Research Article | Open Access
Hao Zhu, Huiwen Guo, Xiaochun Yin, Jian Yang, Qin Yin, Jiangqiang Xiao, Yi Wang, Ming Zhang, Hao Han, Yuzheng Zhuge, Feng Zhang, "Spleen Stiffness Predicts Survival after Transjugular Intrahepatic Portosystemic Shunt in Cirrhotic Patients", BioMed Research International, vol. 2020, Article ID 3860390, 8 pages, 2020. https://doi.org/10.1155/2020/3860390
Spleen Stiffness Predicts Survival after Transjugular Intrahepatic Portosystemic Shunt in Cirrhotic Patients
Objectives. Transjugular intrahepatic portosystemic shunt (TIPS) is an effective intervention for portal hypertensive complications. Little is known about the ability of spleen stiffness (SS) for predicting the survival of cirrhotic patients undergoing TIPS. This study is to evaluate the influence of SS detected by point shear wave elastography (pSWE) in predicting survival after TIPS. Methods. This retrospective cohort study screened consecutive patients who underwent TIPS and reliable pSWE measurement between October 2014 and September 2017 from our prospectively maintained database. SS values were measured before TIPS. The primary endpoint was the overall survival after TIPS. The Cox regression analysis model was used for univariate and multivariate analyses. A receiver operating characteristic (ROC) curve analysis was performed to calculate the sensitivity, specificity, and positive and negative predictive values. Results. A total of 89 patients were involved in the final analysis. 24 patients (27.0%) died during a median follow-up time of 31 m. Multivariable Cox regression analysis confirmed that higher SS value (), LS value (), diameter of shunt (), and older age () were independent prognostic factors of survival after TIPS. The risk of death rose 57.440-fold for each SS unit (m/s) increase. SS was also correlated with liver failure after TIPS. ROC analysis showed that the best SS cutoff value was 3.60 m/s for predicting survival, with a sensitivity of 54.2% and specificity of 90.8%. Conclusions. The SS value determined by pSWE in cirrhotic patients was an independent predictive factor for survival after TIPS.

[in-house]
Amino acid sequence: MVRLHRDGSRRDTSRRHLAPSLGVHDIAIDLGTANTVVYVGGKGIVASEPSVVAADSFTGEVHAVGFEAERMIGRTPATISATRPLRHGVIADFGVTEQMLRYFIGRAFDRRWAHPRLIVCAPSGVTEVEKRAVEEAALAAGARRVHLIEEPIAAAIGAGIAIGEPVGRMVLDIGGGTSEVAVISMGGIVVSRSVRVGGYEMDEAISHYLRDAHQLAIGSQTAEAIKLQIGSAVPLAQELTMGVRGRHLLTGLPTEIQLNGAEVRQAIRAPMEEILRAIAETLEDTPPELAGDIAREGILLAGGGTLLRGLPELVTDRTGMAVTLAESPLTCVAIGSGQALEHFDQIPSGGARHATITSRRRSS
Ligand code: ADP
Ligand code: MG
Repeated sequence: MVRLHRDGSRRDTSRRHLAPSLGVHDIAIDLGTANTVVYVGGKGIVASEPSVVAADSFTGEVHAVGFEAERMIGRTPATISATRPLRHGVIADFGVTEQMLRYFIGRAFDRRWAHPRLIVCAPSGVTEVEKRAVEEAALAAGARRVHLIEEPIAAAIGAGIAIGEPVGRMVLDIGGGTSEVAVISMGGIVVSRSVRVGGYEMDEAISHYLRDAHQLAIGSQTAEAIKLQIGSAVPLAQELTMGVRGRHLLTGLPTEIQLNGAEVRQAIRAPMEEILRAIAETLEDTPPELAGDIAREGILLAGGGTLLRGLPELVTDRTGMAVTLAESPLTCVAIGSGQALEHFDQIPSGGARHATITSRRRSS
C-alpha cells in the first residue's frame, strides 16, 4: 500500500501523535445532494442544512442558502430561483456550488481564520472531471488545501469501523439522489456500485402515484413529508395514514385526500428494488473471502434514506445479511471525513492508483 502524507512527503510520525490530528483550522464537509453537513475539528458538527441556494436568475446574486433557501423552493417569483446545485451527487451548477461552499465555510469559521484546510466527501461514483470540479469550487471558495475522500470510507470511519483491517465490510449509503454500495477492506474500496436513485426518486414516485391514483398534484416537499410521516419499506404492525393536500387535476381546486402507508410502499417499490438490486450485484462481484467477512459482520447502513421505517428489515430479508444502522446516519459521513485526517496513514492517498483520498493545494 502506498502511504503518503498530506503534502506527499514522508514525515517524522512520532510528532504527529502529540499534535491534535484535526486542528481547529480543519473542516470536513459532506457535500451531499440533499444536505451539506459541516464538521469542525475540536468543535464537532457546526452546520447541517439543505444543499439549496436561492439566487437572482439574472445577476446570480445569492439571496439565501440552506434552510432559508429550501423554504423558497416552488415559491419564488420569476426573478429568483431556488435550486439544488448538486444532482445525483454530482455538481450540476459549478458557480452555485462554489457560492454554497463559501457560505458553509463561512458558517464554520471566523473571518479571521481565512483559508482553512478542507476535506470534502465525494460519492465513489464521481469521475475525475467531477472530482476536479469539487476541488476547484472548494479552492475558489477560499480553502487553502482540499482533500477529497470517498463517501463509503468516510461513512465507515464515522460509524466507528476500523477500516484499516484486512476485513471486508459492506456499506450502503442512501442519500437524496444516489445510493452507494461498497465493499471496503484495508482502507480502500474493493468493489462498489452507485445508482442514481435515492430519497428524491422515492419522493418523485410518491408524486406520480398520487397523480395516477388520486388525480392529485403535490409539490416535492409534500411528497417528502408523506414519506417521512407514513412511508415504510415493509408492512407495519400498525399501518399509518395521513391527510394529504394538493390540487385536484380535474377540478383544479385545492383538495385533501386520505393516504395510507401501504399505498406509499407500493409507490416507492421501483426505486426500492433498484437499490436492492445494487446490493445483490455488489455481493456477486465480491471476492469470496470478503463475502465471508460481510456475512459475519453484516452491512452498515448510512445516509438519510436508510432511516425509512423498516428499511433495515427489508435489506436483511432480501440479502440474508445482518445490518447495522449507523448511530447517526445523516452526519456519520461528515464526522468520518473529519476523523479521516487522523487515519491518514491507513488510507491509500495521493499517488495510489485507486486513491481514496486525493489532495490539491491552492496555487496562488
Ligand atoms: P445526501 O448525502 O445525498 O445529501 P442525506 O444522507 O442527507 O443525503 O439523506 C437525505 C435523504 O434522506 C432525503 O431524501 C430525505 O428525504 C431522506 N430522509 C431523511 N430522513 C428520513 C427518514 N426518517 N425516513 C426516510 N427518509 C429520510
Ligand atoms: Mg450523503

Portal hypertension caused by liver cirrhosis often leads to gastroesophageal variceal bleeding and ascites, which remains a challenging task in clinical practice. For years, transjugular intrahepatic portosystemic shunt (TIPS) has been an effective procedure to manage variceal bleeding and refractory ascites by reducing the portal pressure in patients with advanced cirrhosis. However, TIPS is often associated with a relatively high risk of postprocedure complications, such as liver failure and hepatic encephalopathy, and sometimes with high mortality . Different clinical characteristics in patients often result in a significant difference in prognosis after TIPS; that is, some patients cannot benefit from TIPS in survival . Therefore, it is important to identify suitable patients for TIPS to improve survival.
Liver stiffness (LS) and spleen stiffness (SS) have been proved to be correlated with hepatic venous pressure gradient in compensated and decompensated cirrhotic patients by many studies [3–6], while few works are aimed at demonstrating the association between LS/SS and survival, especially in patients undergoing TIPS . Lee et al. demonstrated that LS detected using MRE was a predictive factor for the development of decompensation and overall survival in cCLD patients . To the best of our knowledge, only one study revealed that increased LS after TIPS was a predictor of organ failure and death; however, the change of LS after TIPS could not be used to guide the selection of proper patients before the procedure and the effect of SS was not evaluated . In addition, although this is the largest cohort of patients with TIPS, the sample size is still rather small and LS measurement is performed using different ultrasound techniques. Recently, Takuma et al. for the first time demonstrated that SS tested by ARFI imaging could predict survival and hepatic decompensation of cirrhotic patients, which might be a useful noninvasive test to predict patient outcomes . However, the predicting power of SS in cirrhotic patients undergoing TIPS has not been revealed so far. Of note, most previous studies evaluated the SS value using transient elastography (TE), but no study has shown the SS value detected by point shear wave elastography (pSWE) to be a predictor of outcome.